The Proudest Moment in my Career
While working on the communications for The British Transplant Games that took place in Liverpool in 2016 I was given the opportunity to set something very special up.
The family on the front row of this picture are the Lloyd family and William Lloyd’s picture sits in the hands of his lovely sister, Julie at the front.
William died following a tragic accident but was a lifelong organ donor card carrier. When the agonising decision to switch off his life support came, his family were asked the difficult but necessary question about organ donation.
Four years later I was sat in the Lloyd family’s cosy and welcoming home listening to stories of William. I get goosebumps thinking back to this time.
William Snr and his wife Phyllis took me back to that day over a cup of tea while we waited for ITV news to come and film them. I was honoured to be given access to some of the private anonymous letters of thanks from the recipients of William’s organs. It’s a delicate and sensitive process and all communication is managed centrally by transplant specialists. They were so unbelievably proud of their son – even in his death. Each of those letters and cards brought comfort and pride to them both.
While the letters remain anonymous and the NHS Blood and Transplant team do not facilitate or organise meets between families and recipients, on occasion there are times when families do meet. With the age of the internet, it isn’t difficult for a donor family or recipient to google their transplant dates or discover social media posts about their donor. Sometimes at events like The British Transplant Games, it does become clear on occasion which person may have been the recipient of a donor family member’s organ.
I had the absolute honour, along with a former transplant nurse Lynn Holt of organising the emotional meeting between William’s family and the gentleman who had received the life saving gift of William’s lungs.
The back row of this picture is John Coyle, his wife Shirley, son and girlfriend. John had been an active member of the Transplant Games since his lung transplant and he would be coming to Liverpool to compete.
The British Transplant Games
The British Transplant Games is an annual event where approximately 800 people from young children to the elderly who have received life-changing organ and tissue transplants come together in celebration. Four days of sporting and social events bring both organ recipients and donor families together in one huge and respectful occasion to honour and remember those who died so others could live.
It is a beautiful, poignant and uplifting event that also carries the important message of families having the organ donor chat. If you carry an organ donor card or you have already signed to the register, it doesn’t matter. In the rare event you would be in a position to donate your organs, it is your family who make that agonising decision. Often when families do refuse organ donation they cite that they did not know their family member’s wishes. So the British Transplant Games is also a PR opportunity to speak on the TV, the radio and in the press about having the chat and clarifying your wishes. (I told my family casually over an Easter dinner that organ donation is my wish should I ever be in this position).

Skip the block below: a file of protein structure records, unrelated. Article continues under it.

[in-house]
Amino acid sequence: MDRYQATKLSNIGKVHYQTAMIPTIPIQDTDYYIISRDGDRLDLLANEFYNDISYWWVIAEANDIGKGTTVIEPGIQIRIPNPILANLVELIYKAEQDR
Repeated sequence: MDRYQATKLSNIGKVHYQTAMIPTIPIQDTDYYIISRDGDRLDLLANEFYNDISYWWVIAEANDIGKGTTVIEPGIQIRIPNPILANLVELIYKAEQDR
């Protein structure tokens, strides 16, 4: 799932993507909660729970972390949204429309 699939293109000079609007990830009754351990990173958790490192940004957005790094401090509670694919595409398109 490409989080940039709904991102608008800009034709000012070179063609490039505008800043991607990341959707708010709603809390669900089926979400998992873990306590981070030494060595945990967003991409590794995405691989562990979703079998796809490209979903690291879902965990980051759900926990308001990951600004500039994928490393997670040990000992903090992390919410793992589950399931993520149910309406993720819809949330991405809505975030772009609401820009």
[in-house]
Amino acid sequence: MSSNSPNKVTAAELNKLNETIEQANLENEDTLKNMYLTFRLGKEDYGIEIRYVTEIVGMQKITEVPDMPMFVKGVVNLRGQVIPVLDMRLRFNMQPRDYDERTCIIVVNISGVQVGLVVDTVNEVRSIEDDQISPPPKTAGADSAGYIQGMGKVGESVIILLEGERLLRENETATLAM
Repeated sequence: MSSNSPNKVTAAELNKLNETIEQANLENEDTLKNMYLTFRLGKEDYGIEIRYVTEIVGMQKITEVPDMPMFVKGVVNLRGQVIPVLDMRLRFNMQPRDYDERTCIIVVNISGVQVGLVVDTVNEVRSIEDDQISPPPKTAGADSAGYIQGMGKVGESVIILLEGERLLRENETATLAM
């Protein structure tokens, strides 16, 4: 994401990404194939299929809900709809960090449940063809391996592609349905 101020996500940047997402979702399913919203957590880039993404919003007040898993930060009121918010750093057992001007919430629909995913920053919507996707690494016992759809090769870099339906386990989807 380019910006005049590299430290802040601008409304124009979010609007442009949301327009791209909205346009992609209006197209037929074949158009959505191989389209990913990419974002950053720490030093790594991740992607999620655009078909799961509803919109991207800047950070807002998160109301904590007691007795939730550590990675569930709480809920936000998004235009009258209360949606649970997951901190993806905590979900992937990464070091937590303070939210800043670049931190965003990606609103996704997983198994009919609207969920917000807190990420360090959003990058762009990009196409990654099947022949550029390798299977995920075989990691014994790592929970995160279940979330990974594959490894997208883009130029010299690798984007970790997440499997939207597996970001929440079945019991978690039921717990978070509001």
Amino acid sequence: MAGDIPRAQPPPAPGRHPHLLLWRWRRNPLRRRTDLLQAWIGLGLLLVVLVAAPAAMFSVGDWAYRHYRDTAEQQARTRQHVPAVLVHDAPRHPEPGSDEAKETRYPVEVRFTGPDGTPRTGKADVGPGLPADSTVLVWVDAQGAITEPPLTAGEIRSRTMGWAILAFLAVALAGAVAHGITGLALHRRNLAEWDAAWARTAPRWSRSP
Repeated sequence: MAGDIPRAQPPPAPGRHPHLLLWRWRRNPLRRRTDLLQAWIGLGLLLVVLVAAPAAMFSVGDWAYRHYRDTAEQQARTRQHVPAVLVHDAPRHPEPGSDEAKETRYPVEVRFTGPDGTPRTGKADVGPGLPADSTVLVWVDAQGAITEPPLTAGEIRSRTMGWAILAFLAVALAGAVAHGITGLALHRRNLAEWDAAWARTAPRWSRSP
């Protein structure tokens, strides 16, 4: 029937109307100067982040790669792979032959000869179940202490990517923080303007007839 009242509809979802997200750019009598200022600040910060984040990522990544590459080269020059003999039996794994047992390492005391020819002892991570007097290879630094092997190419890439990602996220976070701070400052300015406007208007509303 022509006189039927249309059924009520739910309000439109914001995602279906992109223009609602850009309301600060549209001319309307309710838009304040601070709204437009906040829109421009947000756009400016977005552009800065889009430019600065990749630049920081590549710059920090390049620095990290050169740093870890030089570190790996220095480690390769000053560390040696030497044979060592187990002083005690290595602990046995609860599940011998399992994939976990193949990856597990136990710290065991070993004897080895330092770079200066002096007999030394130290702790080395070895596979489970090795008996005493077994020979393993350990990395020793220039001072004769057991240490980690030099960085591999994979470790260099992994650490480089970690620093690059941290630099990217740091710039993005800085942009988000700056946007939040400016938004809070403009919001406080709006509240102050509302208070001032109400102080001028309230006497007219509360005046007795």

I met the most amazing people working on this event. Holly’s blog was one of the first things I researched before taking on the project as she came up with a Google search and was local. I was thrilled to then go on to meet her in the flesh and be in touch with her throughout the Games. We’ve stayed in touch via Facebook – as you do. Holly has been inspired by my blog to kick start hers again. She writes so well about her struggles and also all the great things that happen too. Well worth a read!
I worked on the Games for 10 months and in the last 6 weeks the coverage really ramped up. I organised for organ recipients and donor families to speak on TV and radio about their experiences. I’d never done anything like this before and at this level. I was also working solo on it so career wise it was a huge challenge.
This is where today’s question comes in…
Professional & Personal Compliments
My work on the transplant games earned me some incredible testimonials for my comms skills. A producer at Good Morning Britain called me “the most can-do proactive and organised PR I’ve ever met!” and Howard Booth from the BBC said “Most PRs promise a mountain and deliver a pebble. What Gemma delivered was a whole Universe.”
It was a huge compliment and it definitely bolstered my confidence as I was winging this and just using my common sense to make it easier to organise interviews with journalists.
Those professional comments aside though, the best compliment came in the form of thanks from both the Coyle and Lloyd families who I mentioned at the start. It was the biggest honour to help them to meet and I was so grateful they allowed this most personal of moments to be filmed – all with the aim of getting families to talk about organ donation.
Here’s a link to that day when they met and the video of John and William on BBC Breakfast can be viewed here. It was the emotional moment that William was able to breathe the same air as his son’s lungs that had saved John’s life. So the biggest career compliment wasn’t just the increase in organ donor register sign ups thanks to the press coverage, it was knowing I’d helped organise something so moving and wonderful for the two families. It is a time in my life I will never forget. Being surrounded by so many uplifting stories of survival and loss, grief and re-birth it was impossible to not feel so grateful for every moment.